Frost, on 13 September 2012 - 11:39 PM, said:
All right, you guys think there's a good market for iPad mini, I don't. I especially don't see how a 7" tablet is in any way more portable than a 9.7".
Until you've actually held one, it wont make any sense to you. It is susbtantially easier to pick up and use. (ill cover more of why below).
Neither one fits in your pocket (unless you're into BAGGY cargo pants)
The Nexus 7 fits into the back pocket of my pants (not that i'd carry it there) easily, and it fits in the leg pocket of my cargo pants (which arent very baggy) with room to spare. I didnt try it, but it might fit into the pocket on my slacks, and would certainly fit in the inside pocket of my trenchcoat and suitcoats.
, ergo you need to find a way to carry them, making them alternately just as easy or just as much a hassle to take around with you as a real book. The only real difference in portability is weight, to which I say carrying around the equivalent of six iPhone 4s is tiring, but four is totally not? Really? Really? I think your ~5 kilogram arm, how much you use it, and how you're holding it is going to make a much bigger difference in time to muscle fatigue at those weights. As it is, all the tablets on the market weight less than your average ~350 page hardcover book.
Not that anyone I know reads hardcover, but going to my bedroom and grabbing the copy of White Knight
(Dresden Files) i had sitting there (412 pages), the book is lighter than my iPad by a good bit.; my iPad 2 is *substantially* heavier than the Nexus 7. I read about 200 pages worth of a novel on the Nexus i was borrowing, and never once felt the slightest bit of fatigue. holding my iPad 2 in the same fashion for more than 15 minutes causes fatigue. There's more going on here than just weight - its also distribution of weight. If i ask you to hold a 5lb weight in your hand, it isn't that bad. If i ask you to hold a a 4lb weight on the end of a 1lb stick, you're going to give up in just a few minutes. While that's a bit of an overstatement, the concentration of the device (the 7" form factor is a lot smaller than the 2" and some change in screen size would lead you to believe) makes it easier to hold.
Anyway, my main point is does Apple think they're viable and a good addition, regardless of what we think. I know Steve hated the idea, and I thought indicators said no before Sept 12th and I still do. I don't think we're going to see an iPad mini unless or until they find a way to make it more compelling than just a slight size reduction, and they adjust their pricing structure so that either iPod Touch or prospective iPad mini customers aren't going "WTF is this, I'm paying almost the same price for something bigger and faster." Where the iPad mini fits in the currently line is where Apple products for the past decade and change have tended to disappear, not debut, and that's why I think it's a no, at least for the near future.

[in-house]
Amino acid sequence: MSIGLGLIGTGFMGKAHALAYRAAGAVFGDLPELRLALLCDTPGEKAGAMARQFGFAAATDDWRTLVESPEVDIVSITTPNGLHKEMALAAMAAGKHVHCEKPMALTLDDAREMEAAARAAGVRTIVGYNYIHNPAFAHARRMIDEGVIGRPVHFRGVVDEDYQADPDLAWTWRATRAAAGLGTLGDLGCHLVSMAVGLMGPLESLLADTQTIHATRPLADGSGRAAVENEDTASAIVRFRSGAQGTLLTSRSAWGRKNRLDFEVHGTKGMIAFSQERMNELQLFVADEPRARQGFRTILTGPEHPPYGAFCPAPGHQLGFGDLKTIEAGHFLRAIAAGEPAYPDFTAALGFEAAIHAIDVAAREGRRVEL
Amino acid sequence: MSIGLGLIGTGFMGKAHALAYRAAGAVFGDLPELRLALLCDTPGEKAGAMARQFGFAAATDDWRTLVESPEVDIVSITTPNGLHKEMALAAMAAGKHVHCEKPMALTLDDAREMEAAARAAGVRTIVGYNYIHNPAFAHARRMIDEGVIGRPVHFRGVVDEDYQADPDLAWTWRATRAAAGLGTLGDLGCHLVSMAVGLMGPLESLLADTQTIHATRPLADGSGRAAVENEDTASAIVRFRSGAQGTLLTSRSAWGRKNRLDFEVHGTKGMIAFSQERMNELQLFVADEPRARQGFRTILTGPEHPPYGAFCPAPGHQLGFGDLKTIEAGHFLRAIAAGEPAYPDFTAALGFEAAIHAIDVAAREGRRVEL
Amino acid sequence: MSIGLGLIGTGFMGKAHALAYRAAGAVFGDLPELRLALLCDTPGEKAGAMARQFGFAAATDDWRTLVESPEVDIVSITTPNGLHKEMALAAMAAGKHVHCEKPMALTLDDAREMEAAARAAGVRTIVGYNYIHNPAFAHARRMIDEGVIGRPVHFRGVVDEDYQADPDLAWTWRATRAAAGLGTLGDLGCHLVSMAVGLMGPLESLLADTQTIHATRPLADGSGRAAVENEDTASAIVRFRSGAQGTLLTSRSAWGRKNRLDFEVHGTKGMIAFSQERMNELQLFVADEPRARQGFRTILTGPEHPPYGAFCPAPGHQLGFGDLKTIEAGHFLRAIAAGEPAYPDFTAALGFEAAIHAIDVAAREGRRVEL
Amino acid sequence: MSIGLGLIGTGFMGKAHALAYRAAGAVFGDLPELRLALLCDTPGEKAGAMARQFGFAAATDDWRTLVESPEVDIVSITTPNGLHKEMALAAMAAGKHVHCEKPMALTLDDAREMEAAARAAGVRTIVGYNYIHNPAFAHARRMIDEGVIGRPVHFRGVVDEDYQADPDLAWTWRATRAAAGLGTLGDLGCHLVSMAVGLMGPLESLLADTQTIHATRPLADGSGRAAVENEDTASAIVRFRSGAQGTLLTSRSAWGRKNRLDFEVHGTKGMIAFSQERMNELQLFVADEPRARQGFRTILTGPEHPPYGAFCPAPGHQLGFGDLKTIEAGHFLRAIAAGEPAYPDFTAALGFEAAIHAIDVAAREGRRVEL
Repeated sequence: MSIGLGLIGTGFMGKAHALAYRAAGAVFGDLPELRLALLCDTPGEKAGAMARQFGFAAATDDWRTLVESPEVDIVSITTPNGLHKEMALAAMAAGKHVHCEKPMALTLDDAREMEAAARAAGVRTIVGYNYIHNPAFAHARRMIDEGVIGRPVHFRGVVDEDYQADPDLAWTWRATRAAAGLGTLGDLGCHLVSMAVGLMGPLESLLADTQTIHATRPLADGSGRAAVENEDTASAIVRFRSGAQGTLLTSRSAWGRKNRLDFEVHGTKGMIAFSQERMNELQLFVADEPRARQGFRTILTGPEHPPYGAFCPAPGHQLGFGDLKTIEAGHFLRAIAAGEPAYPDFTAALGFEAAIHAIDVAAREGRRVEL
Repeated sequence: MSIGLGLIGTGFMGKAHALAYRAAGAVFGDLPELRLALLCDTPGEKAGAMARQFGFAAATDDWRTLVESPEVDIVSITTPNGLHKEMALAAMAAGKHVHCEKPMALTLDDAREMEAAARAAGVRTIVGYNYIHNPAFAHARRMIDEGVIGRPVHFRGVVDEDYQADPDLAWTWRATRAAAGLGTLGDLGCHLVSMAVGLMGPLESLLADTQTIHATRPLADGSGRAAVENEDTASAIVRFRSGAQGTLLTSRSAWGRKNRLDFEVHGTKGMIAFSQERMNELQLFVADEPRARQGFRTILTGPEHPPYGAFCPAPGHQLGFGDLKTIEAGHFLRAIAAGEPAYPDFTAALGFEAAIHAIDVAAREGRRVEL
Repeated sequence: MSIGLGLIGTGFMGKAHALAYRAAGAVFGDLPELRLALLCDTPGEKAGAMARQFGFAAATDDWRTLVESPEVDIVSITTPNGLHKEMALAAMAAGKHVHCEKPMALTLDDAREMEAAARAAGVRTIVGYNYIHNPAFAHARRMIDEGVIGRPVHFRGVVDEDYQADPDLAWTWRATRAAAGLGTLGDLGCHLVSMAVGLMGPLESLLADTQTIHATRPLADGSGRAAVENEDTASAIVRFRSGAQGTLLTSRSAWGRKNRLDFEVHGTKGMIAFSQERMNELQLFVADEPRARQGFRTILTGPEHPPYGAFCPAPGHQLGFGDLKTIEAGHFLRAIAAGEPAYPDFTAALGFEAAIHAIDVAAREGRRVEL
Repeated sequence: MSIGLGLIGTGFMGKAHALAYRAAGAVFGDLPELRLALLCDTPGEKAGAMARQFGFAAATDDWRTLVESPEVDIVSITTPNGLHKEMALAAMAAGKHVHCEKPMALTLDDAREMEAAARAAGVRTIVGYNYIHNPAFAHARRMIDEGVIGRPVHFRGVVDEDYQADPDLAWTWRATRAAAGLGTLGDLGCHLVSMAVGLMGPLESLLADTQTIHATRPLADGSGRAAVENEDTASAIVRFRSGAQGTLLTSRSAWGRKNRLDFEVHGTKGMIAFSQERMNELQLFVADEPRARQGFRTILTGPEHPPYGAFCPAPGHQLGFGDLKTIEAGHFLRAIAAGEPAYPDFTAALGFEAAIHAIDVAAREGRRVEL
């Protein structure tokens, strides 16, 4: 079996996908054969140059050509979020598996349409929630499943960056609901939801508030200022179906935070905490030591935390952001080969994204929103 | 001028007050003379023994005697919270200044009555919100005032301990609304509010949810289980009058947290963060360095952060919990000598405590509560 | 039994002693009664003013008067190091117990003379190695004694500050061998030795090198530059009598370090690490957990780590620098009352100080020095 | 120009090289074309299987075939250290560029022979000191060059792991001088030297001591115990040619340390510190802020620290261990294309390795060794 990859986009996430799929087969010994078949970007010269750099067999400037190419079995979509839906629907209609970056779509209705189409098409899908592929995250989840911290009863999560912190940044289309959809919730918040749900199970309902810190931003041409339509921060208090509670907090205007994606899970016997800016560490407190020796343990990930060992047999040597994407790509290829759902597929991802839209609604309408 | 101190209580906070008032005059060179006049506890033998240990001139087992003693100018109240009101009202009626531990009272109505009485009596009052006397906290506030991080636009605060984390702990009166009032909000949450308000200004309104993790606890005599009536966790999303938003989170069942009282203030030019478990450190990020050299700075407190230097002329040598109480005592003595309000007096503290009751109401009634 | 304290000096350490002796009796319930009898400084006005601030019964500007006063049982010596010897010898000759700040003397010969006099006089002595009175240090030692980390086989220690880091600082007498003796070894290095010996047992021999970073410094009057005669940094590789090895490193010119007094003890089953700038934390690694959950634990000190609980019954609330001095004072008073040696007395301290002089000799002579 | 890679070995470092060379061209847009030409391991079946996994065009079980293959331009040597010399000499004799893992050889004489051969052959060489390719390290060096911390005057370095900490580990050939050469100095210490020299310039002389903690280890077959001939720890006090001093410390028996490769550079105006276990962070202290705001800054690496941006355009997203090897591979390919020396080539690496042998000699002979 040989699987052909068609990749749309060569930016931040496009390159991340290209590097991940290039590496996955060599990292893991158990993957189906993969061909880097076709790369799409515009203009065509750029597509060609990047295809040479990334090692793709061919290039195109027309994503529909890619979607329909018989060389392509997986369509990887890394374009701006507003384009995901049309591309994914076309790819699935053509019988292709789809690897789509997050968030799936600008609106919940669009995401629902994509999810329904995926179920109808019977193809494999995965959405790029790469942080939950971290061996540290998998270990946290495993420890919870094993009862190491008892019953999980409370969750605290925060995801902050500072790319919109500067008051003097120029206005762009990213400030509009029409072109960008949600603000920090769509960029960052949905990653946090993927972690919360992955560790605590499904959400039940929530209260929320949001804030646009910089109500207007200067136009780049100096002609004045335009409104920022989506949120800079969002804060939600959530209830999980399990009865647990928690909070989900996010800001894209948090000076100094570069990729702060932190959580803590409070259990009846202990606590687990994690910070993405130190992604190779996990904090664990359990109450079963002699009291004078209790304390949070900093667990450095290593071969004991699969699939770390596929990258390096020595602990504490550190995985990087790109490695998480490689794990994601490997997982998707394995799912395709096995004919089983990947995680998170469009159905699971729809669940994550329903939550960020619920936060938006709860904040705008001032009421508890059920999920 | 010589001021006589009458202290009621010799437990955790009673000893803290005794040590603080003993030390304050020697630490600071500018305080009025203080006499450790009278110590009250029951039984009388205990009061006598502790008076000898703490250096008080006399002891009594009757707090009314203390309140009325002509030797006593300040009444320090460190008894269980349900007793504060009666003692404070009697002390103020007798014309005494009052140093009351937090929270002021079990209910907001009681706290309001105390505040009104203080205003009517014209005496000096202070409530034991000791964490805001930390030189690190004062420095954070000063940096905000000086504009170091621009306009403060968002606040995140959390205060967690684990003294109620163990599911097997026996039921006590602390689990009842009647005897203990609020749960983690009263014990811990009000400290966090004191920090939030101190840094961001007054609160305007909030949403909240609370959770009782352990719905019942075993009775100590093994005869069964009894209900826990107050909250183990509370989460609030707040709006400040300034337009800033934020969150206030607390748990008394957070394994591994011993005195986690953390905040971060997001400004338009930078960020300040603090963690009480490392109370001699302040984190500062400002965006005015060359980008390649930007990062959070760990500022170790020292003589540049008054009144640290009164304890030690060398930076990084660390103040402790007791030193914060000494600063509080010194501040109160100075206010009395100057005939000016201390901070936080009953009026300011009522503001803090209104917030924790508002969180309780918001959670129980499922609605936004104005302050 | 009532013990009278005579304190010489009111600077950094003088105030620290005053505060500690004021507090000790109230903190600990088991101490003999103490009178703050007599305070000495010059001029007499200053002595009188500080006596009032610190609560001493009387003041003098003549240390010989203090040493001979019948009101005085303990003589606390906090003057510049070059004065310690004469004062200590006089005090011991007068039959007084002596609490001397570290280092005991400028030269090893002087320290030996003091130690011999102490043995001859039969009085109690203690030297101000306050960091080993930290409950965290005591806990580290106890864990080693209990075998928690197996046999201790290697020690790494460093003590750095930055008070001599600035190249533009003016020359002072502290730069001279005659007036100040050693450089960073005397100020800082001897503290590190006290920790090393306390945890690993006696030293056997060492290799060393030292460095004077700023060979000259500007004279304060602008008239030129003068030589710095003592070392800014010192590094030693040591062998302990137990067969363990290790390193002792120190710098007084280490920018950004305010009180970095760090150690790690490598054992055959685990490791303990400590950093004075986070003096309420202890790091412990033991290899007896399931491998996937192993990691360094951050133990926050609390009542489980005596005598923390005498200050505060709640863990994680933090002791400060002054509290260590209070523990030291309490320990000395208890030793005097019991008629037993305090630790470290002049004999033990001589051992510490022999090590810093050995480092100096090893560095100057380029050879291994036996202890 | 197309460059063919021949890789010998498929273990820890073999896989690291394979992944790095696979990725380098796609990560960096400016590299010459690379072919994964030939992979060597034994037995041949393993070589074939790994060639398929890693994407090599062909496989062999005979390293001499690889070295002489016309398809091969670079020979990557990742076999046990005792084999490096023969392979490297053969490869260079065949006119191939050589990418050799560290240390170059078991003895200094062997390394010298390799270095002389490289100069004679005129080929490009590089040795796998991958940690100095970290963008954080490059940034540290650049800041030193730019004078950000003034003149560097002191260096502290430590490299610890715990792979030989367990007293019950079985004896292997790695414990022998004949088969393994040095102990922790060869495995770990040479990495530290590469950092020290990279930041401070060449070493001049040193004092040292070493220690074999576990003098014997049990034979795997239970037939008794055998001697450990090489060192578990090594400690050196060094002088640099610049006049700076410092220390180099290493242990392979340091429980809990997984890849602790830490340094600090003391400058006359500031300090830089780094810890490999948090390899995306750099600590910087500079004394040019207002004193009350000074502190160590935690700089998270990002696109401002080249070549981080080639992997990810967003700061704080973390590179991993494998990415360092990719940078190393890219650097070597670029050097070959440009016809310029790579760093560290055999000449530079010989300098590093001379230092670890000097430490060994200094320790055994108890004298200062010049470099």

Again, you're probably the only person ive ever met or seen who thinks of the iPod Touch as a miniature tablet. It simply doesn't handle any of the functions i use my tablet for except playing music or maybe watching video. I think when Apple rejiggers the lineup, itll drop the iPad 2 and bring an iPad 'mini' (with iPad2-like-specs) to market for 349$. It's still got Apple's redonkulous profit margin, but dips just cheap enough to lure people away from the Kindle Fire HD and Nexus 7 (because most people will want the pricier model with more storage) - because people are willing to pay an agreeable premium to buy an Apple product.
I dont think Apple is going to overlook Amazon basically opening fire on them with the Fire HD - which by every report ive been able to find from someone who had hands-on with one at the launch event is quite a nice little device - because they could lose a lot of customers to the lure of a full HD tablet with respectable horsepower for 300 bucks cheaper. Apple needs to do something.
And then they need to get iOS out of the Steve-zone stoneage. iOS6 is barely worth the upgrade and contains almost no functional necessities or improvements beyond iOS5 for the average consumer. The word "stale" doesnt quite cover it.
When i can pop open my phone and with one glance learn all the info that (in iOS) would require me to open and close six different apps....
Houston, we have a problem.